Yesterday I was chatting with a couple that's been married for 45 years. They're the type of couple that seems to kind of look like each other, both short and happy with gray hair and glasses. They finish each other's sentences. They both smile constantly with doses of loud, hearty laughter mixed into their conversation. I couldn't imagine either with anyone else, and yet, I learned that when they first met, neither found the other fairly interesting or attractive.
(See! Not all first dates are perfect, but many lead to long-lasting love.)
Husband: I was 21 and mentioned to a friend that it seemed like all the girls had somehow become taller than I was. And she said, "I know a really cute, short girl!" So I headed over that night to meet her, and I thought my friend was crazy. "THAT girl is the CUTE girl?" I thought!
My wife wasn't wearing ANY makeup and she wore a pair of cut-off jeans. Plus she was wearing a pair of those cat-eye glasses with gold trim.
She looked at me and was just as unimpressed. She kinda' turned her nose up at me.... But we became friends anyway. And it took a while before I finally saw her with a fresh set of eyes.
As the husband relayed this story to me, all I could think of were all those fashion magazines and dating tips that keep telling women the secrets to "nabbing" a guy - most of which seem to include perfect makeup, a hot bod, and shiny hair. Or at least that's the impression I feel left with sometimes. As he chatted about how it took him forever to realize he was in love with this woman who's perfect for him, this is the conclusion I came up with:
No Makeup + Cut-offs = 45 years of marriage
For you ladies...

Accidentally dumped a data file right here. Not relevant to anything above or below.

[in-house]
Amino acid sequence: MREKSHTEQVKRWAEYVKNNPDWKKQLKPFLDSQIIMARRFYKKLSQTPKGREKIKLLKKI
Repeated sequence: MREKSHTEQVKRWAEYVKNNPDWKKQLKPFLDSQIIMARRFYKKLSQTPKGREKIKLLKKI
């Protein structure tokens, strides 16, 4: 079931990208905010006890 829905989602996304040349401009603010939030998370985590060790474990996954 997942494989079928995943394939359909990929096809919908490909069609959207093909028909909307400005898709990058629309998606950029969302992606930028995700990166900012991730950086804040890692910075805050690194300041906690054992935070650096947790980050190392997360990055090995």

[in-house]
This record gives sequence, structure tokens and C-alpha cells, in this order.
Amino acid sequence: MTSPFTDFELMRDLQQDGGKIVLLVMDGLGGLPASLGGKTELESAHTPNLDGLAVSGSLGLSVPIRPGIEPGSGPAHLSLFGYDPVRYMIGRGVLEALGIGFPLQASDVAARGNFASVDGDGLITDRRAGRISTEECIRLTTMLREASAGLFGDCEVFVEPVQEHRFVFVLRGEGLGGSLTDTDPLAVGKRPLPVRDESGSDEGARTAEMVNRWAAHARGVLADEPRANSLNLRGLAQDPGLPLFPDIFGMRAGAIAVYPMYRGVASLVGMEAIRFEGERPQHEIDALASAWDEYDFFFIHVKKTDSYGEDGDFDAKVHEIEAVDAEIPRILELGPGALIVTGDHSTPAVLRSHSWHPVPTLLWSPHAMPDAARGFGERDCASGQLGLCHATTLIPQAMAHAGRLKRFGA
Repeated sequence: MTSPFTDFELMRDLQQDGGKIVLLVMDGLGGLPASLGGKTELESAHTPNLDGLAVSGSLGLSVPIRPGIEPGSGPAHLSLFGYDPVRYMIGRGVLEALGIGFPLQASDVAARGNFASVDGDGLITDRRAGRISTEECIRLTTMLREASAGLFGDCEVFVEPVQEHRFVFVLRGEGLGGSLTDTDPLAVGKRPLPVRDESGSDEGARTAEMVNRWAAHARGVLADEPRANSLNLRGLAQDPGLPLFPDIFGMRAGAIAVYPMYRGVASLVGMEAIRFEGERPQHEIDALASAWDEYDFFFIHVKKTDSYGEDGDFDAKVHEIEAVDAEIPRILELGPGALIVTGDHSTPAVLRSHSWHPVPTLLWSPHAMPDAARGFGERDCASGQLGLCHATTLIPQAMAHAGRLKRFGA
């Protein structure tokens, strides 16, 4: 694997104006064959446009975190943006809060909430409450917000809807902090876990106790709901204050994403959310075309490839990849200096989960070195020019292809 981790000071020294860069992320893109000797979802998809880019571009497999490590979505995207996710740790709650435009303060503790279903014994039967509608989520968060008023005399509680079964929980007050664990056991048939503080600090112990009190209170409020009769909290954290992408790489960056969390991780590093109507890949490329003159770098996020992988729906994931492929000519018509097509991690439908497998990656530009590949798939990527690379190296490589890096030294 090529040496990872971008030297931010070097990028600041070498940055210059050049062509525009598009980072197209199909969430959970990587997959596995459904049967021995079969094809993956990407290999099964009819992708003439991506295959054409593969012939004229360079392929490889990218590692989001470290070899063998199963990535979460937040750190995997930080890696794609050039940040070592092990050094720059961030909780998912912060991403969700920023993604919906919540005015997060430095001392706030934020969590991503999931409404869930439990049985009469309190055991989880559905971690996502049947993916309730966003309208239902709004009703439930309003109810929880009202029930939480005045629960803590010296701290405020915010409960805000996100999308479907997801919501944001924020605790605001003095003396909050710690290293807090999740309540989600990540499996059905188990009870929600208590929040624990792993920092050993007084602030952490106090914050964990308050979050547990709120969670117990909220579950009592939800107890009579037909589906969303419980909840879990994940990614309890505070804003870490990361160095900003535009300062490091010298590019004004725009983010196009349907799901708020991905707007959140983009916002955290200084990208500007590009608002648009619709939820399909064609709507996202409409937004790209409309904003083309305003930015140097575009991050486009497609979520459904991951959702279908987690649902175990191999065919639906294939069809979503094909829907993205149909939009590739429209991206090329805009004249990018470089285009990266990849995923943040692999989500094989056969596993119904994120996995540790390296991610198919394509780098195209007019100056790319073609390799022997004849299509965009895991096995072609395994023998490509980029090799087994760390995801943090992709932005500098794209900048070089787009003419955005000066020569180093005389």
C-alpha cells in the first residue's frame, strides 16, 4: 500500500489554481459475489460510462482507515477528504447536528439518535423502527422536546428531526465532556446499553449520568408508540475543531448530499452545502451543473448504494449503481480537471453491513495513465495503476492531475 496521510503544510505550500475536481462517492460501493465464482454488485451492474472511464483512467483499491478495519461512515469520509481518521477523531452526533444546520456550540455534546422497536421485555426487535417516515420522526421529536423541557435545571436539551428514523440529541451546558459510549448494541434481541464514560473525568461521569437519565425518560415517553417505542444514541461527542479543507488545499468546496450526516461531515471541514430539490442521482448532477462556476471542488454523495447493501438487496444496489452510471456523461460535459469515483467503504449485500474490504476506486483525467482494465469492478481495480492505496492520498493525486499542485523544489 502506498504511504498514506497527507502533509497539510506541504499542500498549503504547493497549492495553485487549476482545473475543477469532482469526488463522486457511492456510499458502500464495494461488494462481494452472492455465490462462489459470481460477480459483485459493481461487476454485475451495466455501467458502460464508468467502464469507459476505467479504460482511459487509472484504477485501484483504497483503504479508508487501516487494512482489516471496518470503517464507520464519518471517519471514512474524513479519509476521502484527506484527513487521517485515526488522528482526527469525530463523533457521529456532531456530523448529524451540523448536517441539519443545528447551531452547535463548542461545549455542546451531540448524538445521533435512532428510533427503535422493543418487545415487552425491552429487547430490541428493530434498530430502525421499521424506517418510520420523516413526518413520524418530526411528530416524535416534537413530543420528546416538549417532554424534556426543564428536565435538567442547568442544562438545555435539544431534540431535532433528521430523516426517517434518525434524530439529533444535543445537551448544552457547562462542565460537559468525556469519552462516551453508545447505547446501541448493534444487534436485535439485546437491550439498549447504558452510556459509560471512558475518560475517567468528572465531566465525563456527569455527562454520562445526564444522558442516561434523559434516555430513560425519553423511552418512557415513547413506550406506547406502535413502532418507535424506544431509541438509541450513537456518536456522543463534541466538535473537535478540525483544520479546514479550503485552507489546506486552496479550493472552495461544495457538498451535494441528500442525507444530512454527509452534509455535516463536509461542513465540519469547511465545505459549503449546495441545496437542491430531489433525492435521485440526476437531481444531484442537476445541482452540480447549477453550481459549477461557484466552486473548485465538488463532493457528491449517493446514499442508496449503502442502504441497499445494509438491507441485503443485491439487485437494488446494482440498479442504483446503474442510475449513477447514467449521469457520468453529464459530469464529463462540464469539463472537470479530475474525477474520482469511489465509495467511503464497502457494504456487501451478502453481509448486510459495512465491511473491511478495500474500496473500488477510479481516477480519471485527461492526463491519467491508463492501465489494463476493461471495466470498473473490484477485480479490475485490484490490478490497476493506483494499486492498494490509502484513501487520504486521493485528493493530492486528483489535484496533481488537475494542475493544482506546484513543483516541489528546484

Here we are told over and over again to prettify ourselves. And while I do believe there is much credit to taking care of bodies and doing our best to present our best selves, there can also be a point where we cross over into that dangerous zone of defining ourselves solely on our looks (or perceived lack thereof).
What I loved about this husband's love story was that he held himself accountable. He now realizes that his wife wasn't really a fuddy duddy. He just needed to look at her with a "new set of eyes."
Wouldn't we be lucky if we all looked at ourselves and each other that way?
To be honest, the whole "women + makeup" issue has me a bit up in arms today after reading this fantastic Forbes article by Jenna Goudreau where she talks about the outcome of a recent study that talks about the success and likeability of made-up women.
I'm reminded of the "No Makeup Week" challenge given by blogger Rachel Rabbit White, which she actually blogged about today and suggested doing the challenge again on her own. Check it out and see if you're up for something similar.
Luckily, I have this video to make me feel better today, with or without makeup: